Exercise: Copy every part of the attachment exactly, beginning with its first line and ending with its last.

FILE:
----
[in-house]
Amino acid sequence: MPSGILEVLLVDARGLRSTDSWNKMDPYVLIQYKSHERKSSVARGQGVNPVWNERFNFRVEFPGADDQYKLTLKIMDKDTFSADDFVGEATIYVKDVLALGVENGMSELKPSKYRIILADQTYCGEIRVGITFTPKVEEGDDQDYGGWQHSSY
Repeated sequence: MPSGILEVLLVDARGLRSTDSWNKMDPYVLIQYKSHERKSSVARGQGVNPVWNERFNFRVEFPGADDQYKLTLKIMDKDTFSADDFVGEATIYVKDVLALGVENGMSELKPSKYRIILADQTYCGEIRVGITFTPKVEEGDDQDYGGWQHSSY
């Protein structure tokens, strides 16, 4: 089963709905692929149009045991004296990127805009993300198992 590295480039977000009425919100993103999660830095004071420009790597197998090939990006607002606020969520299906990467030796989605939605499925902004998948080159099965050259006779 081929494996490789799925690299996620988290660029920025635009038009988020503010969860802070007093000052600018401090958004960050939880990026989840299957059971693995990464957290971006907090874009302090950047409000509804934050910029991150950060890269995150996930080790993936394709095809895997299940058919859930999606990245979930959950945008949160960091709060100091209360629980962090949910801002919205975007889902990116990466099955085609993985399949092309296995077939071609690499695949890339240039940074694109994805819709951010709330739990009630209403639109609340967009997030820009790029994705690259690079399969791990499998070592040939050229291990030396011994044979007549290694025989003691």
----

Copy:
[in-house]
Amino acid sequence: MPSGILEVLLVDARGLRSTDSWNKMDPYVLIQYKSHERKSSVARGQGVNPVWNERFNFRVEFPGADDQYKLTLKIMDKDTFSADDFVGEATIYVKDVLALGVENGMSELKPSKYRIILADQTYCGEIRVGITFTPKVEEGDDQDYGGWQHSSY
Repeated sequence: MPSGILEVLLVDARGLRSTDSWNKMDPYVLIQYKSHERKSSVARGQGVNPVWNERFNFRVEFPGADDQYKLTLKIMDKDTFSADDFVGEATIYVKDVLALGVENGMSELKPSKYRIILADQTYCGEIRVGITFTPKVEEGDDQDYGGWQHSSY
């Protein structure tokens, strides 16, 4: 089963709905692929149009045991004296990127805009993300198992 590295480039977000009425919100993103999660830095004071420009790597197998090939990006607002606020969520299906990467030796989605939605499925902004998948080159099965050259006779 081929494996490789799925690299996620988290660029920025635009038009988020503010969860802070007093000052600018401090958004960050939880990026989840299957059971693995990464957290971006907090874009302090950047409000509804934050910029991150950060890269995150996930080790993936394709095809895997299940058919859930999606990245979930959950945008949160960091709060100091209360629980962090949910801002919205975007889902990116990466099955085609993985399949092309296995077939071609690499695949890339240039940074694109994805819709951010709330739990009630209403639109609340967009997030820009790029994705690259690079399969791990499998070592040939050229291990030396011994044979007549290694025989003691």